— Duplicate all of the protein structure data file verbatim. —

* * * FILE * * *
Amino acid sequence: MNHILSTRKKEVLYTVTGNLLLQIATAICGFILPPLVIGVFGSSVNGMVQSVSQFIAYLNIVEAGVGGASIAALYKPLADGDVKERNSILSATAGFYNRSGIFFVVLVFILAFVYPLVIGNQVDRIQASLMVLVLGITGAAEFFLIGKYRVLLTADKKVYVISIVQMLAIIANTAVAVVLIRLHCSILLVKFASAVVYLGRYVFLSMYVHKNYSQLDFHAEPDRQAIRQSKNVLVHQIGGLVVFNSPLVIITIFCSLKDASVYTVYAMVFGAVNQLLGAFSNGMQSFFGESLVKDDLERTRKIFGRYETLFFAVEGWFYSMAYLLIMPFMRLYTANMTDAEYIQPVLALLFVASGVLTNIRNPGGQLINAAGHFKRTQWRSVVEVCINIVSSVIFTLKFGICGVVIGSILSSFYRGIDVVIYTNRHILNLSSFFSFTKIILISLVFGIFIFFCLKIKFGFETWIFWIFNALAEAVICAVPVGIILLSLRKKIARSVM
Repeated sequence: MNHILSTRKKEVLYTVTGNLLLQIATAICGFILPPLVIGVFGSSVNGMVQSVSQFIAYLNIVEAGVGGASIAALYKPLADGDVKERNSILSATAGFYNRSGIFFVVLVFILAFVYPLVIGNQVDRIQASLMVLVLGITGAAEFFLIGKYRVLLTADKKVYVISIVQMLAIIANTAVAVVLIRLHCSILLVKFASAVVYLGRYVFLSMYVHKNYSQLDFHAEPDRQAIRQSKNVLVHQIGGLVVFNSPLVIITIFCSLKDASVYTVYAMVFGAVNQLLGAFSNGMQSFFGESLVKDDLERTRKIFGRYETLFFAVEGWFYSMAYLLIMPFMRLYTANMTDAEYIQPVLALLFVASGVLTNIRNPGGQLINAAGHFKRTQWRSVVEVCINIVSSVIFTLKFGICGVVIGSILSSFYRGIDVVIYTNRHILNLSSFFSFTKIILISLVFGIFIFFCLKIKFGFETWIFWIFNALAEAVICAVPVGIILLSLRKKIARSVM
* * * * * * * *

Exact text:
Amino acid sequence: MNHILSTRKKEVLYTVTGNLLLQIATAICGFILPPLVIGVFGSSVNGMVQSVSQFIAYLNIVEAGVGGASIAALYKPLADGDVKERNSILSATAGFYNRSGIFFVVLVFILAFVYPLVIGNQVDRIQASLMVLVLGITGAAEFFLIGKYRVLLTADKKVYVISIVQMLAIIANTAVAVVLIRLHCSILLVKFASAVVYLGRYVFLSMYVHKNYSQLDFHAEPDRQAIRQSKNVLVHQIGGLVVFNSPLVIITIFCSLKDASVYTVYAMVFGAVNQLLGAFSNGMQSFFGESLVKDDLERTRKIFGRYETLFFAVEGWFYSMAYLLIMPFMRLYTANMTDAEYIQPVLALLFVASGVLTNIRNPGGQLINAAGHFKRTQWRSVVEVCINIVSSVIFTLKFGICGVVIGSILSSFYRGIDVVIYTNRHILNLSSFFSFTKIILISLVFGIFIFFCLKIKFGFETWIFWIFNALAEAVICAVPVGIILLSLRKKIARSVM
Repeated sequence: MNHILSTRKKEVLYTVTGNLLLQIATAICGFILPPLVIGVFGSSVNGMVQSVSQFIAYLNIVEAGVGGASIAALYKPLADGDVKERNSILSATAGFYNRSGIFFVVLVFILAFVYPLVIGNQVDRIQASLMVLVLGITGAAEFFLIGKYRVLLTADKKVYVISIVQMLAIIANTAVAVVLIRLHCSILLVKFASAVVYLGRYVFLSMYVHKNYSQLDFHAEPDRQAIRQSKNVLVHQIGGLVVFNSPLVIITIFCSLKDASVYTVYAMVFGAVNQLLGAFSNGMQSFFGESLVKDDLERTRKIFGRYETLFFAVEGWFYSMAYLLIMPFMRLYTANMTDAEYIQPVLALLFVASGVLTNIRNPGGQLINAAGHFKRTQWRSVVEVCINIVSSVIFTLKFGICGVVIGSILSSFYRGIDVVIYTNRHILNLSSFFSFTKIILISLVFGIFIFFCLKIKFGFETWIFWIFNALAEAVICAVPVGIILLSLRKKIARSVM